Guix is free software, developed under the auspices of the GNU Project by a growing community of enthusiasts and organizations: currently between 40 and 50 people contribute each month. It is used to reproduce software environments. Recently, the Inria Bordeaux – Sud-Ouest Research Centre, Max Delbrück Center for Molecular Medicine in Berlin and the Utrecht Bioinformatics Center in the Netherlands decided to undertake a joint effort using this software. What do the three institutions have in common? They all use or have users of high performance computing (HPC) software, and in these institutions, and many others, the ability to reproduce experiments is a stringent necessity… Guix appears to be one of the solutions.
POTIOC presents its latest scientific results and innovations in Human-computer interaction at the 2017 CHI conference
The POTIOC team from Inria Bordeaux - Sud-Ouest center is presenting its Human-computer interaction (HCI) expertise at the 2017 annual CHI conference taking place this year in Denver, USA, from 6 to 11 May. Each year, this very prestigious and selective event rewards the best research carried out throughout the world in the field of HMI. An historic event in the field, this year it is focusing on the theme "Explore, Innovate, Inspire" and will bring together people from multiple disciplines and cultures in order to explore new ways to design, develop and assess methods and systems... Several Inria research teams, who have distinguished themselves as being among the best in the world in this domain, are taking part. Here is a close-up of the work carried out within Potioc, the Bordeaux-based team.
- CHI 2017
- Physiological signals
- Tangible Interaction
- 3D Interaction
- Cognitives Sciences
- Human-computer Interaction
- Virtual Reality
- Brain-computer Interfaces
- Augmented Reality
The reproducibility of experiments and observations is the very basis of the scientific approach, and the computational sciences are not an exception. Indeed, code should also be reproducible, which means that codes from original works must be accessible and functional. This is, however, far from being the case - as Nicolas Rougier, a researcher with the MNEMOSYNE project team, recently observed.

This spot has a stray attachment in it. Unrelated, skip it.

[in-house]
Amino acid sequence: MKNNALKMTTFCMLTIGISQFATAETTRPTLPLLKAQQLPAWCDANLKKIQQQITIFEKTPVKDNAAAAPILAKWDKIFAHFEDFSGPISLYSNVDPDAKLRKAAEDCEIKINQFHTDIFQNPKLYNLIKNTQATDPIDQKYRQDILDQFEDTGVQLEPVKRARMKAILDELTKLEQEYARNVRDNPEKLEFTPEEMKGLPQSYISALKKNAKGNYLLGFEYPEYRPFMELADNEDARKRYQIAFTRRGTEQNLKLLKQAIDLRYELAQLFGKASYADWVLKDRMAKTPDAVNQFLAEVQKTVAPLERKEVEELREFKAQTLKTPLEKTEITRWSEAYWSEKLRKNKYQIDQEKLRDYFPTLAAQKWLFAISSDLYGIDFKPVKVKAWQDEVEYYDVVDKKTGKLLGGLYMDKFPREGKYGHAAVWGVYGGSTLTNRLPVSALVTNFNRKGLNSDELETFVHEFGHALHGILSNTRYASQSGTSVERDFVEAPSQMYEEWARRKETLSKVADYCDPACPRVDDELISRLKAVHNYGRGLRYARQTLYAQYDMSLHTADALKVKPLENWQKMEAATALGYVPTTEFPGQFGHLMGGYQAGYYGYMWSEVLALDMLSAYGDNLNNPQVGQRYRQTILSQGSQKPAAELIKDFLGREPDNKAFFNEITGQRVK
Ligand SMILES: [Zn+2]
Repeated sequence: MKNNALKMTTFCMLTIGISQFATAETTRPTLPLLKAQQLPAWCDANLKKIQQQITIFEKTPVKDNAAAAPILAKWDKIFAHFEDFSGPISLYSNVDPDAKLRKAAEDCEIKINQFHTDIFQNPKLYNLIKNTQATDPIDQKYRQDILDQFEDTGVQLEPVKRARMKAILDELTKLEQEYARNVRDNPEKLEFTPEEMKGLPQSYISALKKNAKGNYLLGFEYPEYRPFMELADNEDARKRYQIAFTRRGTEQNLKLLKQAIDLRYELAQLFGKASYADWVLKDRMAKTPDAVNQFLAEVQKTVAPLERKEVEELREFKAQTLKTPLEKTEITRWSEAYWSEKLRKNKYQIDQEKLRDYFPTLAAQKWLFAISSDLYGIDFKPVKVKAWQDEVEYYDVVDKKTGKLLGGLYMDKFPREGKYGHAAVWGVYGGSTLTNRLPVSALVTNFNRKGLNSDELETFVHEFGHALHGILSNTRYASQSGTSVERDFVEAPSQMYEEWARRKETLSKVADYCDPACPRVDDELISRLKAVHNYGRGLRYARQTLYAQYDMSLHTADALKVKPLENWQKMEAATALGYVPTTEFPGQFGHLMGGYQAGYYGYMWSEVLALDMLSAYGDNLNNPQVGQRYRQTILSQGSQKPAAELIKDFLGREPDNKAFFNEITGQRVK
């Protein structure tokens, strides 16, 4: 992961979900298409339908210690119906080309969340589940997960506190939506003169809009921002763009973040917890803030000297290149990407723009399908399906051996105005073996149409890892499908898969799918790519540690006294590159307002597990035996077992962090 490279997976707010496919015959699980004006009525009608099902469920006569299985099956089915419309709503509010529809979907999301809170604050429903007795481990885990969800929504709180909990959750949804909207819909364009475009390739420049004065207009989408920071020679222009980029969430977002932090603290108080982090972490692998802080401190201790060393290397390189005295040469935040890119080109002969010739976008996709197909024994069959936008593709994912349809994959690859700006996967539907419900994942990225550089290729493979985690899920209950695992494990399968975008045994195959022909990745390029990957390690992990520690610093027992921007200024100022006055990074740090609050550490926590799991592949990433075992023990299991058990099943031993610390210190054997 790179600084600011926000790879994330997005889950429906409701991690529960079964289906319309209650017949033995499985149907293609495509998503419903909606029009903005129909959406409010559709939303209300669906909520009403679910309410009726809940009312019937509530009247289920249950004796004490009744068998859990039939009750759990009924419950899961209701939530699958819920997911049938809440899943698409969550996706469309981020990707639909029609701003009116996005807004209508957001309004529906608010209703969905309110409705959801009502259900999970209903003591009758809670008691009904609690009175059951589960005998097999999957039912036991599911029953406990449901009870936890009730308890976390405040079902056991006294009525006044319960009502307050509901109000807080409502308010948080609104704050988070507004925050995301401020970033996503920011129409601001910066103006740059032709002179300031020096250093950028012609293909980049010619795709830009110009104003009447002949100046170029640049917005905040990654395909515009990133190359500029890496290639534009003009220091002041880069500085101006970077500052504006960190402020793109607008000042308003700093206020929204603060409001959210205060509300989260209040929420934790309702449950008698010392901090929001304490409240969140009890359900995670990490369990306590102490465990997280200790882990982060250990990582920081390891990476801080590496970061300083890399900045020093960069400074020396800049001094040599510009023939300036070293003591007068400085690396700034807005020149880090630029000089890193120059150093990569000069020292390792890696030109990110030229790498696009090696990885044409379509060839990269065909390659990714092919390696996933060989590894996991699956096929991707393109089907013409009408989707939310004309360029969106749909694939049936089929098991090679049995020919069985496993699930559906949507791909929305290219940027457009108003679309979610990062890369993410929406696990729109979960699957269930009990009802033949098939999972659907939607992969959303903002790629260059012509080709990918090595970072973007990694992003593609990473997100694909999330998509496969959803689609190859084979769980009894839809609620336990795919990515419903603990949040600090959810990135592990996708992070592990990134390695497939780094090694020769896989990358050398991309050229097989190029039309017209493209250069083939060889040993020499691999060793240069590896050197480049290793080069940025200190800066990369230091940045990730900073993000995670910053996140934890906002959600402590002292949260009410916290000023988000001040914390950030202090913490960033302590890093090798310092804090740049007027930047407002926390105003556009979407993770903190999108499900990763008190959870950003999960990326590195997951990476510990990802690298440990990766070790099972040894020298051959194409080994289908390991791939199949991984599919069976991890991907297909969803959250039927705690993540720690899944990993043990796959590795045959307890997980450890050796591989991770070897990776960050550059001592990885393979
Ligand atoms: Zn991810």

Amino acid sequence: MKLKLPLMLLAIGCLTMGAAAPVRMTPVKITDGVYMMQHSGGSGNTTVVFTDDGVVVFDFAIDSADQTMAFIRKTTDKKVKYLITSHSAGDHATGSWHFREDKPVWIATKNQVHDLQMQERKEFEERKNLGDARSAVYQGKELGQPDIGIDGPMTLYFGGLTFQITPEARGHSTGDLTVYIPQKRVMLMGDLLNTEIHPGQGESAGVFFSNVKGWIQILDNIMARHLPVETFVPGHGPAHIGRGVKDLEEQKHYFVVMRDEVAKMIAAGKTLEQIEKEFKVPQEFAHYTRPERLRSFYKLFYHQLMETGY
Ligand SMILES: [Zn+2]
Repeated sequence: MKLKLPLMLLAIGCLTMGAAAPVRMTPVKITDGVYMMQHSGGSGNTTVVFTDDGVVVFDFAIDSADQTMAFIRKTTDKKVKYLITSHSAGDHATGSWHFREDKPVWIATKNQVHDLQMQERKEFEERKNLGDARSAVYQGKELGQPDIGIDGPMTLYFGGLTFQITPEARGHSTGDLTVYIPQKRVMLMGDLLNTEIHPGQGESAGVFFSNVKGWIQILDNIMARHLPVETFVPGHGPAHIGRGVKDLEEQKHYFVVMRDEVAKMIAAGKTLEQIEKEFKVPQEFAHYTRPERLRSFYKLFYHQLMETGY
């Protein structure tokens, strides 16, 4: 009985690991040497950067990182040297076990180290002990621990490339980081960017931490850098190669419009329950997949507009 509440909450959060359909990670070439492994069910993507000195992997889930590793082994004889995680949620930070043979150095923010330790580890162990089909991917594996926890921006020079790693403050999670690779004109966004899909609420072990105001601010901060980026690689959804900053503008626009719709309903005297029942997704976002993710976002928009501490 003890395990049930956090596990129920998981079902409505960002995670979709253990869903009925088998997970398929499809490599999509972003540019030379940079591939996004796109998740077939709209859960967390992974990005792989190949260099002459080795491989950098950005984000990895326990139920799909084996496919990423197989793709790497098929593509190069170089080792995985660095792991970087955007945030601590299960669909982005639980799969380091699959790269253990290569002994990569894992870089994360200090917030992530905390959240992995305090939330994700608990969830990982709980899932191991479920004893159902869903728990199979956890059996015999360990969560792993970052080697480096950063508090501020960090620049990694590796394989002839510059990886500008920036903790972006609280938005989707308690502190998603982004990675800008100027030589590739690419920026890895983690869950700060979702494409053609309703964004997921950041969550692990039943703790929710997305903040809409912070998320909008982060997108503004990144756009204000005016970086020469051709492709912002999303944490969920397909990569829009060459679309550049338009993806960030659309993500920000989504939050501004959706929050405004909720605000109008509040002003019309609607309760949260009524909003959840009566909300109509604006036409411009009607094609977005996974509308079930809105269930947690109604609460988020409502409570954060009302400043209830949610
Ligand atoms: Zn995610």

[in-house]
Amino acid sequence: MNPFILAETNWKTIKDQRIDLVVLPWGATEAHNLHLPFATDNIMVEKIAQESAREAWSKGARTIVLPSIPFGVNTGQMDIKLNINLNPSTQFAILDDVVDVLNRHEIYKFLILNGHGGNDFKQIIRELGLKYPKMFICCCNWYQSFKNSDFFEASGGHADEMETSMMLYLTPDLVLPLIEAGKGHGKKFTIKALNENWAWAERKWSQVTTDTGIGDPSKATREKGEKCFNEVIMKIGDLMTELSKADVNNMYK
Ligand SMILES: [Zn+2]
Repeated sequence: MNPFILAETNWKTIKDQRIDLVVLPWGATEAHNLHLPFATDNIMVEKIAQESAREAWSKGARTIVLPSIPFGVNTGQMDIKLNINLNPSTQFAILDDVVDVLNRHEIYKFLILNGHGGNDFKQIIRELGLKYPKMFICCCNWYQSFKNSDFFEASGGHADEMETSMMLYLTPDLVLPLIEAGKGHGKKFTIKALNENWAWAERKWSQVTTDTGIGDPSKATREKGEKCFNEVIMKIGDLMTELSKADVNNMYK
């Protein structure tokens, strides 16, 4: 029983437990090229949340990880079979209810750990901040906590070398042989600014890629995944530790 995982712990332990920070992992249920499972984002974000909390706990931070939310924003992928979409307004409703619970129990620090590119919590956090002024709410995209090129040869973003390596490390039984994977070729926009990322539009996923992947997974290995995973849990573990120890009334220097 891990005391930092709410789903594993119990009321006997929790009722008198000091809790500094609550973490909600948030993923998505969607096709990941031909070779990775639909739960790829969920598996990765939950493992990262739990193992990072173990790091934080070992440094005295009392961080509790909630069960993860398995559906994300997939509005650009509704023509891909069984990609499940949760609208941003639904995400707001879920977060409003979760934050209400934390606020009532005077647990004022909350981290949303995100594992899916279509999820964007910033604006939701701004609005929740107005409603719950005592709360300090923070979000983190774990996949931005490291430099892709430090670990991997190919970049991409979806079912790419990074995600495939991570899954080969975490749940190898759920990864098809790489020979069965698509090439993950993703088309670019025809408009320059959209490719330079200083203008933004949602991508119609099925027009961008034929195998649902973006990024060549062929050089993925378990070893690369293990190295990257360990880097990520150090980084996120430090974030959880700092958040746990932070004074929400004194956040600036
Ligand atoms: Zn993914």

2016 Serge Hocquenghem Prize
Didier Roy has been awarded the 2016 Serge Hocquenghem prize for his work in computer science and education sciences.
He was all the more “happy and honoured” to receive this prize as it is named after the creator of Geoplan, an innovative geometry software tool that this former mathematics teacher adopted as soon as it came out (more than twenty years ago). “This tool did a great deal to stimulate my interest in the use of digital technology in teaching,” he remembers.
European Research Council 2016
Fabien Lotte is a researcher at Inria’s Bordeaux centre. He works on brain-computer interfaces by modelling the learning processes. He has just been awarded an ERC Starting Grant, which will allow him to open up this still recent field of research to the human factor, an aspect that has been largely overlooked by the specialists and that could help improve the use of interfaces.
Inria joins OpenMP ARB to take up one of the major challenges of the Exascale era: parallel language standardisation
On 22 July 2016 Inria joined the OpenMP Architecture Review Board (OpenMP ARB), an association of 28 manufacturers, software publishers and research bodies, all leaders in their field, to collaborate in the design of a standard parallel programming model using shared memory.
In an extremely competitive global market, the French wine-making sector must face numerous challenges. It must maintain its competitiveness in a durable way, and evolve so as to be in tune with societal expectations. EXAPTA - a decision-support tool (DST) adaptable to any vineyard - was created with this in mind.